In the last months, I have had the unfortunate task of informing a number of clients, and even a good friend, that they were caught up in another relationship scam. Sad to say, we so want to be loved – and to love – that we can be trapped by our desire, our willingness to trust, afraid to listen to our inner warning bells.
These web-based relationship scams have taken so many women for so much money that I felt it was important to publish some insights about how these scams operate. Although the Internet makes it a lot easier for these vampires to prey on folks, it also provides a great deal of information that can help you avoid being taken for both your affections and your money.
Janet requested a reading about a man she was getting involved in, and while waiting for the reading, wisely trusted her instincts and took the time to do a a little research, as I recommend… It diidn’ take long for her to recognize the truth. Her story is so typical, that with her permission, I am reprinting our dialogue here:
Unfortunately, my suspicions about Marcus turned out to be correct. He was too good to be true. We met on-line, and the photos he claimed were him turned out to be stolen photos of a model based out of Hawaii (should have known he was way too cute to be from around here). In truth, Marcus (I have no idea of their real identity) was merely a scam artist whose goal was to eventually draw money from me. I had a sense that something wasn’t right, and did some research about on-line scams and discovered the truth.
I was actually very lucky. I didn’t provide any personal information about myself (such as addresses, account numbers, etc.) so no harm was done .. other than my disappointment that the connection I was feeling turned out to be based on a lie. Still, I feel I learned more about myself from this experience. I have learned that I am able to go with the flow and be open, and still be smart enough to protect my overall well-being, all at the same time.
Janet, I’m surprised that this one got by Lisa… (Lisa’s reading said with patience, this relationship might work) – sadly these scams are becoming all too common, and they put up such a good front that even the psychics don’t see them… although I must say I have caught a couple out recently… I’d be interested in knowing a bit more about how you first connected with this man and what roped you in… Let me know, OK? Lotsa LLLove, Danielle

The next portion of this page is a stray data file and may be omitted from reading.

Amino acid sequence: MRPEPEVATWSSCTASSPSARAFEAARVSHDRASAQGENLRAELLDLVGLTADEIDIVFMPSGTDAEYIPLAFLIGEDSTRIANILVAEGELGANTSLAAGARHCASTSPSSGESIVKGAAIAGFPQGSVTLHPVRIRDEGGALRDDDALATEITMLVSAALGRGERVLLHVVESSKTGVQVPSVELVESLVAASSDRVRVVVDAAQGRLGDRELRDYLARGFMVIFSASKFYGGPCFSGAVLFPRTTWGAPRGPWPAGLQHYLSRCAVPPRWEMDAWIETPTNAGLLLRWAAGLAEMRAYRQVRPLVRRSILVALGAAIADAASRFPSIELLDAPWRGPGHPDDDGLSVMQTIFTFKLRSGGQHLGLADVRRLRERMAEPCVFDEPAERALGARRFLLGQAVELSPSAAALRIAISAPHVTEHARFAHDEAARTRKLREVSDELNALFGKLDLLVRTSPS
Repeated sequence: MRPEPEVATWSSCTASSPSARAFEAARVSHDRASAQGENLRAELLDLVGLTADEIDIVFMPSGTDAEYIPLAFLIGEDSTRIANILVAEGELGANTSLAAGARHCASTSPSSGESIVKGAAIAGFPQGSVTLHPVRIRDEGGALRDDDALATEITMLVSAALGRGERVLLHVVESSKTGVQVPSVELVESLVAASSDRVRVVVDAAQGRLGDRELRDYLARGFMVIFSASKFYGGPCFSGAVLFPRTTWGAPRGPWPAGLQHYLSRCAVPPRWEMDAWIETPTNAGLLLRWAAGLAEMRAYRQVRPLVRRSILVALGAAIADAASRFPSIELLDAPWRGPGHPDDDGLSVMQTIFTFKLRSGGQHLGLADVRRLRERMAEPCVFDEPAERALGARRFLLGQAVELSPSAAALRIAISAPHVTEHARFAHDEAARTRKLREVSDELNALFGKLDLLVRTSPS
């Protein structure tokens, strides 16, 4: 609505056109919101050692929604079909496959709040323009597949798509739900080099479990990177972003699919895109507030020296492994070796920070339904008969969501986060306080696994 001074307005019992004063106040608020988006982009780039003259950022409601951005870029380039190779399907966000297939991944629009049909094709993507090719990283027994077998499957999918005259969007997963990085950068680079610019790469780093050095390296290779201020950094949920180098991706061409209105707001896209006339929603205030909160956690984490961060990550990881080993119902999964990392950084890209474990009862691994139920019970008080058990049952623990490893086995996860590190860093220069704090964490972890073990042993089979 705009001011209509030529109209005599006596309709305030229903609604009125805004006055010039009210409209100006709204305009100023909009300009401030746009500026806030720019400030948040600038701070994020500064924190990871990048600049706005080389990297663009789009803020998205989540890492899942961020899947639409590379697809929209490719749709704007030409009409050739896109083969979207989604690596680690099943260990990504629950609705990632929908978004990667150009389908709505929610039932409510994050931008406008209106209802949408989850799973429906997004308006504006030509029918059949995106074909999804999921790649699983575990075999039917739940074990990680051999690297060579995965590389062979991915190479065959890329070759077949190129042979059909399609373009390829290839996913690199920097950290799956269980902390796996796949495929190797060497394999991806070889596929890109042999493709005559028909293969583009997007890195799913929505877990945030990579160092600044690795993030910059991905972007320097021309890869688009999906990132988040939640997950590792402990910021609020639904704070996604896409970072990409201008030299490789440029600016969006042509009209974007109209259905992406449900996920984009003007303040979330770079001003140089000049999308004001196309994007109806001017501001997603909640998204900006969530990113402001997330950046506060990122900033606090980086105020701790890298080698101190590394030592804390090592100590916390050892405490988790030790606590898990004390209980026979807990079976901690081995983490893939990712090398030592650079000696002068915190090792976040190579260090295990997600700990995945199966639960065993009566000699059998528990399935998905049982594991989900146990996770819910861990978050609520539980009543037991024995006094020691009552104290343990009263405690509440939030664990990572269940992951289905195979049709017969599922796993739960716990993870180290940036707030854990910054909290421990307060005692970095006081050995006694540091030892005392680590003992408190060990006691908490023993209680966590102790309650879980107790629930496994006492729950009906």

I would be happy to share what I know. :-) Actually, it makes me feel better that it got by Lisa. :-)
This person was really good at their game, and I was definitely wanting to believe all the nice things they had to say.Â When someone tells you how wonderful you are, it is only natural that you want to believe it. :-)
I met this person via Match.com.Â They said they really liked my profile and wanted to get to know me better.Â We started communicating via email … and they soon told me they were removing their profile because they wanted to focus 100% of their intentions on building a relationship with me.Â Then they asked me to remove my profile (which made me skeptical since it was so soon after we had started communicating). The person kept telling me I was wonderful, and sweet, and beautiful … all the things a person wants to hear. Then suddenly, before we could meet face to face, this individual was called away to Nigeria for a contract job. This again made me skeptical, since they were able to get a flight out so quickly.Â I mean, after all, Nigeria isn’t the easiest place to reach. Still, I carried on communication (with a bit of doubt in the back of my mind). This person continued to send emails once they “arrived in Nigeria”.Â Saying they wished I were there, they couldn’t wait to get home to spend time with me, and promising to bring me gifts.Â They told me about their trip to the hotel from the airport, chatted about the weather, etc.Â Then suddenly I get an email telling me they are having trouble dealing with the Nigerian banks.Â This was my final straw.Â I knew something wasn’t right.Â I simply sent a sweet email telling them to contact their bank here in the US. I said their bank should be able to resolve the issue, and there was no need to deal with any of the Nigerian banks directly.Â Then I went straight to work searching for info on on-line scams.
I started reading the messages at http://groups.yahoo.com/group/romancescams/messages?o=1and found a lot of useful information.Â It was through this board that I happened to find a link that lead me to the pictures that had been used by my scammer. Turns out my gorgeous fellow is really named Thomas, and has no idea I exist.Â What a shame He was such a cutie. :-)
Please feel free to share this info.Â All I ask is that you change the names in the story to protect the foolish. ;-)
Not soÂ foolish, hon, you did the very things I recommend, you searched for the truth and got it… many women have been bilked in the same way, and for many thousands, you at least stopped it before it got very far… – PLEASE report him to Match.com – this is a site Dr Phil promotes, and he is one of the folks who has been talking about preventing this kind of thing… Match.com supposedly has some protection against these fraud artists. I would make it as difficult as you can for sweet “Marcus” to make another connection… I might even write to the owner of the photo and let him know…Lotsa LLLove, Danielle